Afghan President Hamid Karzai admitted his chief of staff, Umar Daudzai, received bundles of cash from Iran and insisted the United States knew about the payments, following a New York Times report that Iranian officials had been handing over bags of cash. The officials alleged that the money had been used to pay Afghan politicians, tribal elders, and even Taliban commanders to secure their loyalty (Telegraph). Karzai said that once or twice a year Iran gives his office up to $975,000 (BBC) and that the payments were transparent and normal. The payments raise concerns about ongoing efforts by Iranian President Mahmoud Ahmadinejad to coax countries in the region to collaborate on securing Afghanistan, rather than looking to the West. Iran's embassy in Kabul condemned claims (FarsNews) that Daudzai was being bribed. "Such baseless rumors by certain Western media are raised to create anxiety in the public opinion and impair the expanding relations between the two friendly and neighboring countries," the embassy said in a statement.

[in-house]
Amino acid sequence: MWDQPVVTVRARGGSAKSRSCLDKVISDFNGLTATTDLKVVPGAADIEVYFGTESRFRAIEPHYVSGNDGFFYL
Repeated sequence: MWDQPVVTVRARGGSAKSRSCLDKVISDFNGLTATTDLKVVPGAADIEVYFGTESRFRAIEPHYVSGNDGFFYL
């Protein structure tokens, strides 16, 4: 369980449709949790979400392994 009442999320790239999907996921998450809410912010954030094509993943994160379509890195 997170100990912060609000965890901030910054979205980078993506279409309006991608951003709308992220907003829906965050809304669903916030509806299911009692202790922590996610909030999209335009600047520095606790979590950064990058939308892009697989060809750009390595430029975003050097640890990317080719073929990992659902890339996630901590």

In the Guardian, Simon Tisdall says the possibility of conflict with Iran is drawing closer, as the United States continues its drive to isolate Tehran, and Iran's leadership shows little sign of changing its ways.
On the Daily Beast, CFR's Leslie Gelb says Western leaders will ignore critics and push forward with unspoken plans to stay in Afghanistan for at least another four years.
A Japan Times editorial says without popular support of Afghan citizens for their government, "no amount of external aid and assistance will help the government in Kabul prevail over determined opponents."